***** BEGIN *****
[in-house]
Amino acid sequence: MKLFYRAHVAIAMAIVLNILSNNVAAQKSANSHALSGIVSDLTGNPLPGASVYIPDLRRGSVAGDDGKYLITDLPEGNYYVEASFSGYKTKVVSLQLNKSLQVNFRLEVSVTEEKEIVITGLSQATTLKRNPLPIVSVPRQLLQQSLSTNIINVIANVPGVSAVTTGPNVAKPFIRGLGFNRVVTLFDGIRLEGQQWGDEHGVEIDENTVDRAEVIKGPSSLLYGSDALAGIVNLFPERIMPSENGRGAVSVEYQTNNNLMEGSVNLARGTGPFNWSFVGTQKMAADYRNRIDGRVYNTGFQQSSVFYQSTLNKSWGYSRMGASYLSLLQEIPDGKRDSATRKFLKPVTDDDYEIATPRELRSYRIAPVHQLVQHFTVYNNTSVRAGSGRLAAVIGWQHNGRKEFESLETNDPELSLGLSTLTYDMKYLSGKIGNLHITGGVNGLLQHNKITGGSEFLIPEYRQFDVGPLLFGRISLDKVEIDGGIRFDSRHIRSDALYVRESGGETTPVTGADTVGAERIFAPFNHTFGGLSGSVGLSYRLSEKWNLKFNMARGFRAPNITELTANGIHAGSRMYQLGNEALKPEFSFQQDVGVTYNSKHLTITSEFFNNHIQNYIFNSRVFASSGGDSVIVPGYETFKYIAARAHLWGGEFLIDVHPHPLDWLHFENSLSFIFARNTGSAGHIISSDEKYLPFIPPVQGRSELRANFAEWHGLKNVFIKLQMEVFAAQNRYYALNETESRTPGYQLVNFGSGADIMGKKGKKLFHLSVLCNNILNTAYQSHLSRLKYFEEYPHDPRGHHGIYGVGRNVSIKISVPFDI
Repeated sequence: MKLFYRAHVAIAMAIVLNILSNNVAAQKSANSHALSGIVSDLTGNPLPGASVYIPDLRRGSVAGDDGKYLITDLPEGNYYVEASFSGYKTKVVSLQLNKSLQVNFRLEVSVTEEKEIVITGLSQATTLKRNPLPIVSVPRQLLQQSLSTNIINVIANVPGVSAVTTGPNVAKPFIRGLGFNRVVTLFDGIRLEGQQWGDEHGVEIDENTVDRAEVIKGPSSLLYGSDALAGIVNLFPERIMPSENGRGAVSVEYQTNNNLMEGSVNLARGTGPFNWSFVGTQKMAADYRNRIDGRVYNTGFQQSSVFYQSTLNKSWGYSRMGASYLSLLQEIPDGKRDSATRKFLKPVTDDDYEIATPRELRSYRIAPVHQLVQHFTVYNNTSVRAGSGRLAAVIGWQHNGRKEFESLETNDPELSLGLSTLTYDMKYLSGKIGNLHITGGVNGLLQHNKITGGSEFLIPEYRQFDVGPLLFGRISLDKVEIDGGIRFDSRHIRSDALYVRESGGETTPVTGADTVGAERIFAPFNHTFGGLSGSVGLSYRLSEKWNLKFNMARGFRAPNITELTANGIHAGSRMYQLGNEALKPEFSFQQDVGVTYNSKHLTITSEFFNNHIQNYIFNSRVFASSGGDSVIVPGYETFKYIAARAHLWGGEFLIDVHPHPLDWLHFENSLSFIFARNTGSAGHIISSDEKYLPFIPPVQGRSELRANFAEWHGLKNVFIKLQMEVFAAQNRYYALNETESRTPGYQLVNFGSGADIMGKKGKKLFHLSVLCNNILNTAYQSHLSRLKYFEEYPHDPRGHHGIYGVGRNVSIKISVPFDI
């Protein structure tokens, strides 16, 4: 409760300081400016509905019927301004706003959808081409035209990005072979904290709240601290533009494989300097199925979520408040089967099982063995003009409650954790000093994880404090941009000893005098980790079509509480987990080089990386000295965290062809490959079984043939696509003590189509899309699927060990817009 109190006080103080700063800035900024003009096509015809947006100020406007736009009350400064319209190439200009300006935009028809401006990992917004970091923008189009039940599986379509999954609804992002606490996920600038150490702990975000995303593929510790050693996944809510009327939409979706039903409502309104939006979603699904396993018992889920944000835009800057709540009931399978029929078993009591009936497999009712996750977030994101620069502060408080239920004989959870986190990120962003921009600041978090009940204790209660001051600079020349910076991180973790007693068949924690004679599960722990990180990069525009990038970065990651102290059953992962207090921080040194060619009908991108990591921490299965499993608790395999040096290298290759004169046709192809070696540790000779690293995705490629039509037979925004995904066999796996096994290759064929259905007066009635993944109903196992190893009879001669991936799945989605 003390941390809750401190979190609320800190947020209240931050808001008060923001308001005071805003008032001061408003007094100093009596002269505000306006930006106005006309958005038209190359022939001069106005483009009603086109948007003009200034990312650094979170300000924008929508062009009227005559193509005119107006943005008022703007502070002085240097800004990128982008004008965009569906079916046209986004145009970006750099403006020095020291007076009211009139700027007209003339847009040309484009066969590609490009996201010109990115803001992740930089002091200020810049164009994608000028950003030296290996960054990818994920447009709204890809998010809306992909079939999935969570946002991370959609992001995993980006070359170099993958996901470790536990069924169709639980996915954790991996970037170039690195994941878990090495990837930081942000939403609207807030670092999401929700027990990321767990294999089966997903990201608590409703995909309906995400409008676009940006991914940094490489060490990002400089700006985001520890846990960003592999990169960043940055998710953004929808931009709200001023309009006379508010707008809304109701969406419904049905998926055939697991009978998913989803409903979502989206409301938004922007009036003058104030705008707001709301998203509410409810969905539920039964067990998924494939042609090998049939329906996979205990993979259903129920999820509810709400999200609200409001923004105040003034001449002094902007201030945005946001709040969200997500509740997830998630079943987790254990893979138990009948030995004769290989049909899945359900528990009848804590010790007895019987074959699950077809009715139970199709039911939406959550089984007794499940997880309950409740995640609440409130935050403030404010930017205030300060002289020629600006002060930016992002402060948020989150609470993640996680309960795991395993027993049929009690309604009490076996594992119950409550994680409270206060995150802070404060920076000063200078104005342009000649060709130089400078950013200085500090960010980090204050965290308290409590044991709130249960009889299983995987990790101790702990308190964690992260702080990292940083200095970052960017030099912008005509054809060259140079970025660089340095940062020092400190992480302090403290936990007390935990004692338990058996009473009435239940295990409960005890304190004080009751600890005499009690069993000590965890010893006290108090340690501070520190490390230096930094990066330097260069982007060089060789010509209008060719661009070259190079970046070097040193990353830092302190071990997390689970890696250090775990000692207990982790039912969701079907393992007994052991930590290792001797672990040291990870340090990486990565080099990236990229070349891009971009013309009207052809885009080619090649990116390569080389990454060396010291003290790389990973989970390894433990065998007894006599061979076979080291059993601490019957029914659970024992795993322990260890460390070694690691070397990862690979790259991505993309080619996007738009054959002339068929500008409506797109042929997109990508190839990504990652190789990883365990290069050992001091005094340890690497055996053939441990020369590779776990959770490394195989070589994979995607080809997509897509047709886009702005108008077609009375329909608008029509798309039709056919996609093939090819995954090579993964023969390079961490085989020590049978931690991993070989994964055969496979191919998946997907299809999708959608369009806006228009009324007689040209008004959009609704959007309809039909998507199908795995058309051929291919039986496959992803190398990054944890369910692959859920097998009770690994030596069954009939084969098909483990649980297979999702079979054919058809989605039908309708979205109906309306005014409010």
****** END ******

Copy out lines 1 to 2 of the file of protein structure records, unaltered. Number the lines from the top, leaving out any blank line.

[in-house]
Amino acid sequence: MKLFYRAHVAIAMAIVLNILSNNVAAQKSANSHALSGIVSDLTGNPLPGASVYIPDLRRGSVAGDDGKYLITDLPEGNYYVEASFSGYKTKVVSLQLNKSLQVNFRLEVSVTEEKEIVITGLSQATTLKRNPLPIVSVPRQLLQQSLSTNIINVIANVPGVSAVTTGPNVAKPFIRGLGFNRVVTLFDGIRLEGQQWGDEHGVEIDENTVDRAEVIKGPSSLLYGSDALAGIVNLFPERIMPSENGRGAVSVEYQTNNNLMEGSVNLARGTGPFNWSFVGTQKMAADYRNRIDGRVYNTGFQQSSVFYQSTLNKSWGYSRMGASYLSLLQEIPDGKRDSATRKFLKPVTDDDYEIATPRELRSYRIAPVHQLVQHFTVYNNTSVRAGSGRLAAVIGWQHNGRKEFESLETNDPELSLGLSTLTYDMKYLSGKIGNLHITGGVNGLLQHNKITGGSEFLIPEYRQFDVGPLLFGRISLDKVEIDGGIRFDSRHIRSDALYVRESGGETTPVTGADTVGAERIFAPFNHTFGGLSGSVGLSYRLSEKWNLKFNMARGFRAPNITELTANGIHAGSRMYQLGNEALKPEFSFQQDVGVTYNSKHLTITSEFFNNHIQNYIFNSRVFASSGGDSVIVPGYETFKYIAARAHLWGGEFLIDVHPHPLDWLHFENSLSFIFARNTGSAGHIISSDEKYLPFIPPVQGRSELRANFAEWHGLKNVFIKLQMEVFAAQNRYYALNETESRTPGYQLVNFGSGADIMGKKGKKLFHLSVLCNNILNTAYQSHLSRLKYFEEYPHDPRGHHGIYGVGRNVSIKISVPFDI